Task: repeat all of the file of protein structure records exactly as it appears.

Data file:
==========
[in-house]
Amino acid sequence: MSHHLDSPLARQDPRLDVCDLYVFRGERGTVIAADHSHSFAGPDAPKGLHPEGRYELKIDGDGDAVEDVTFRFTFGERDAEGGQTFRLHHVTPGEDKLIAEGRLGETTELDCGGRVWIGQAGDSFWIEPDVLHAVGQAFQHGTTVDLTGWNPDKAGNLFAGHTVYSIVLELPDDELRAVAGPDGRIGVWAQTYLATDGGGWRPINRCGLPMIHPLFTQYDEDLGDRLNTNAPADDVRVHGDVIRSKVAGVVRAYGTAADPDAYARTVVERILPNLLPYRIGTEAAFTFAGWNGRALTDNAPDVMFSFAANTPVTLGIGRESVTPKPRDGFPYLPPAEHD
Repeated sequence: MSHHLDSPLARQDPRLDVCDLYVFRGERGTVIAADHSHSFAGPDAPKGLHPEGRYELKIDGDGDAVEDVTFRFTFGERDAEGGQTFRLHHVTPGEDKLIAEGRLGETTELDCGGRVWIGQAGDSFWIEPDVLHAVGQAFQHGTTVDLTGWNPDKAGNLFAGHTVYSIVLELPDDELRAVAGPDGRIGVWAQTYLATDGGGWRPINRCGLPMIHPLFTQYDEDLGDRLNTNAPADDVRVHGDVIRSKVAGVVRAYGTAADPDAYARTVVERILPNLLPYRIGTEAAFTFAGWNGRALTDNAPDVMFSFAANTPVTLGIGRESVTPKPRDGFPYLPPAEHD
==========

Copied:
[in-house]
Amino acid sequence: MSHHLDSPLARQDPRLDVCDLYVFRGERGTVIAADHSHSFAGPDAPKGLHPEGRYELKIDGDGDAVEDVTFRFTFGERDAEGGQTFRLHHVTPGEDKLIAEGRLGETTELDCGGRVWIGQAGDSFWIEPDVLHAVGQAFQHGTTVDLTGWNPDKAGNLFAGHTVYSIVLELPDDELRAVAGPDGRIGVWAQTYLATDGGGWRPINRCGLPMIHPLFTQYDEDLGDRLNTNAPADDVRVHGDVIRSKVAGVVRAYGTAADPDAYARTVVERILPNLLPYRIGTEAAFTFAGWNGRALTDNAPDVMFSFAANTPVTLGIGRESVTPKPRDGFPYLPPAEHD
Repeated sequence: MSHHLDSPLARQDPRLDVCDLYVFRGERGTVIAADHSHSFAGPDAPKGLHPEGRYELKIDGDGDAVEDVTFRFTFGERDAEGGQTFRLHHVTPGEDKLIAEGRLGETTELDCGGRVWIGQAGDSFWIEPDVLHAVGQAFQHGTTVDLTGWNPDKAGNLFAGHTVYSIVLELPDDELRAVAGPDGRIGVWAQTYLATDGGGWRPINRCGLPMIHPLFTQYDEDLGDRLNTNAPADDVRVHGDVIRSKVAGVVRAYGTAADPDAYARTVVERILPNLLPYRIGTEAAFTFAGWNGRALTDNAPDVMFSFAANTPVTLGIGRESVTPKPRDGFPYLPPAEHD